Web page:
Britain's Royal Shakespeare Company will reopen in London in March for a busy 1991 season, following a year marked by mixed reviews, changes in leadership and financial problems that forced a temporary closing.
The Barbican theater will reopen March 21 with Shakespeare's "Love's Labours Lost," directed by Terry Hands.Since November, the company has received a 30 percent increase in government subsidy, from $11.5 million to $14.95 million.
However, $2.6 million of that grant from the Arts Council comes from its Enhancement Fund, which requires the company to secure a matching contribution from other sources.
The hope is that the City of London Corp., which owns the Barbican Center, will provide the matching funds. The authority is expected to announce a decision by March 31.
Artistic director-elect Adrian Noble was confident about the company's success and said it was entering a "golden age" in which "all winds are blowing in our direction."
On March 1, Noble formally succeeds Terry Hands as artistic director. Noble said he sought to "reaffirm the position of the RSC as the greatest classical company in the world . . . That's the aim, that's the policy - to be popular, and challenging as well."
"Love's Labours Lost" will be the first show in the company's main London auditorium since Nov. 3, when the company ceased production in London for 41/2 months to save $2.47 million.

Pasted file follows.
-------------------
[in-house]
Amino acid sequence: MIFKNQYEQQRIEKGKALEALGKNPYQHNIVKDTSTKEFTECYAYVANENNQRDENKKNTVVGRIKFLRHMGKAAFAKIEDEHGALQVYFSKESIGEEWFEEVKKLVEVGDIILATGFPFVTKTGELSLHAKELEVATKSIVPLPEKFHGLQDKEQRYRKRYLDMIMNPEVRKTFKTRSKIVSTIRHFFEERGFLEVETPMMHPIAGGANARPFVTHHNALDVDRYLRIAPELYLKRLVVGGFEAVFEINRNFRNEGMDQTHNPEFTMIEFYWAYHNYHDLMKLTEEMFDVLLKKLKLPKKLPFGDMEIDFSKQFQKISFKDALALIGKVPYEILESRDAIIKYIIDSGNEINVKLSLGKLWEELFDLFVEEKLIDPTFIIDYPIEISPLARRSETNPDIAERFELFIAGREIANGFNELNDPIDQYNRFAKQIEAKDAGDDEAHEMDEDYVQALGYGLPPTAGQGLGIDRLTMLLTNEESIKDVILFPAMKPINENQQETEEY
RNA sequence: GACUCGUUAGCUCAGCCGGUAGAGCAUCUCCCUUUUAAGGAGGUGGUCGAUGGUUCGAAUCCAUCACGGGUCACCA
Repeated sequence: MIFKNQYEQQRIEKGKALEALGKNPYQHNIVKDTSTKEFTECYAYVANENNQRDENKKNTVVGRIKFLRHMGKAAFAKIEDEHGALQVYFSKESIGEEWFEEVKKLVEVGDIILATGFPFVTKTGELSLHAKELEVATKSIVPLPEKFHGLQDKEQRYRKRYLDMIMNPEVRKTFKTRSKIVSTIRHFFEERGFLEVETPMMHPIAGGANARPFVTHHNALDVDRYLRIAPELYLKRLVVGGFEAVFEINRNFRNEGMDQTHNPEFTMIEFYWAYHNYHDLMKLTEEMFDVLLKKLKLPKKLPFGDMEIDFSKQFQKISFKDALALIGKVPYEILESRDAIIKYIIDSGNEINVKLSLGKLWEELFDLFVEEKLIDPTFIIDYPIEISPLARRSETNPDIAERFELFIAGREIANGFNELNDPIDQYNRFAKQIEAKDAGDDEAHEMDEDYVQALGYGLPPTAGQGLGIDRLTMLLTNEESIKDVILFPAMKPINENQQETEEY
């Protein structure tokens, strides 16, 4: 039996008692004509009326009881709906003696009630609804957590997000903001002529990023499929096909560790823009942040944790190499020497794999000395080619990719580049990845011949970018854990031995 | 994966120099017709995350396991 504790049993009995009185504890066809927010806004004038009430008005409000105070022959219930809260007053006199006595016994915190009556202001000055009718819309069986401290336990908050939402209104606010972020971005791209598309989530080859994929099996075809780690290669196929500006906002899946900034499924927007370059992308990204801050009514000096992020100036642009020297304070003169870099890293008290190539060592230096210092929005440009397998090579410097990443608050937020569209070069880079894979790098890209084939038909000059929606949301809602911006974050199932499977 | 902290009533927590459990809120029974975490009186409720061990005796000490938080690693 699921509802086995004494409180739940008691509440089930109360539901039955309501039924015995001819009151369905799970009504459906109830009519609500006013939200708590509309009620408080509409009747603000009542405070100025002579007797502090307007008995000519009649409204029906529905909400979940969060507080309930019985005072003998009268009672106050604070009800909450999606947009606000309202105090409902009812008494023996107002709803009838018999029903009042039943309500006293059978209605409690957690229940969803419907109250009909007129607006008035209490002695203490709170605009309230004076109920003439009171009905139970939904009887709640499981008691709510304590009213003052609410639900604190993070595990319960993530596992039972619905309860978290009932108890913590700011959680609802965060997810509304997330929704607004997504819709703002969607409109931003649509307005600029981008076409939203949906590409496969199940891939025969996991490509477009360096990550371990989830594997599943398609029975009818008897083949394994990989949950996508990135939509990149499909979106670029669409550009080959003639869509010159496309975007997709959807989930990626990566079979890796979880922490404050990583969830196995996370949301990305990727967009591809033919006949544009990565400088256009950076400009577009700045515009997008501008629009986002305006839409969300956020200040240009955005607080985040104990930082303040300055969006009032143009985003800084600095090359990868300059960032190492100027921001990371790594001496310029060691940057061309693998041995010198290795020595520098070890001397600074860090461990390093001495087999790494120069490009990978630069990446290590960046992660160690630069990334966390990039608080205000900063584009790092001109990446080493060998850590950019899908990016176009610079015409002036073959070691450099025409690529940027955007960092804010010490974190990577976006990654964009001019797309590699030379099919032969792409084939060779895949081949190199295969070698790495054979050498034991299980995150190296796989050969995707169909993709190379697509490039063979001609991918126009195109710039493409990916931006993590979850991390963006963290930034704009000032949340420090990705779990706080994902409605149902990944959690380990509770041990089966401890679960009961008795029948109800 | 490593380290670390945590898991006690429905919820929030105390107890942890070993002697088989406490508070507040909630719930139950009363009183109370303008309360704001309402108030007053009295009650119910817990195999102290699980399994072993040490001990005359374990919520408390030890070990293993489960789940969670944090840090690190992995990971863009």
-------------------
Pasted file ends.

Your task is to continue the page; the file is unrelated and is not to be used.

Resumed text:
Last year's London season received mixed reviews at best, with new plays including "Moscow Gold" and "A Dream of People" receiving especially harsh criticism.
The company continued uninterrupted in Stratford-upon-Avon, Shakespeare's birthplace, where the season ended on Jan. 26.
Noble announced 21 productions for 1991 - 11 in Stratford and 10 in London. Seven other productions will open late in the London season, and have yet to be announced.
The Stratford season opens April 16 with Noble's own production of Shakespeare's "Henry IV, Part I" to be joined May 30 in repertory by "Henry IV, Part II." Veteran actor Robert Stephens ("The Prime of Miss Jean Brodie," "Henry V") makes his company debut playing the portly Falstaff.
The Stratford season continues on the main stage with "Twelfth Night," "Romeo and Juliet" and "Julius Caesar," starring Stephens as Caesar.
The midsize Swan Theater there starts the season with Thomas Shadwell's rarely performed "The Virtuoso," written in 1676.
Other plays to follow are John Ford's 1633 "Tis a Pity She's a Whore"; Ben Jonson's "The Alchemist"; Shakespeare's "Two Gentlemen of Verona"; and Noble's own production of Sophocles' "The Theban Plays" in a new translation by playwright Timberlake Wertenbaker ("Our Country's Good").
Stratford's small studio theater, "the other place," will reopen after being closed for a year with three productions, two to be announced. The third is Thomas Heywood's "Woman Killed With Kindness."
Moving to London are acclaimed Stratford stagings of "Much Ado About Nothing," "King Lear," "Troilus and Cressida" and Anton Chekhov's "The Seagull."
Noble has done away with the company's associated directors, preferring to hire directors on a free-lance basis.
The Royal Shakespeare Company is best known in the United States for originating the international hit musical "Les Miserables." The company last toured to Broadway in 1984 with two productions: "Much Ado About Nothing" and "Cyrano de Bergerac."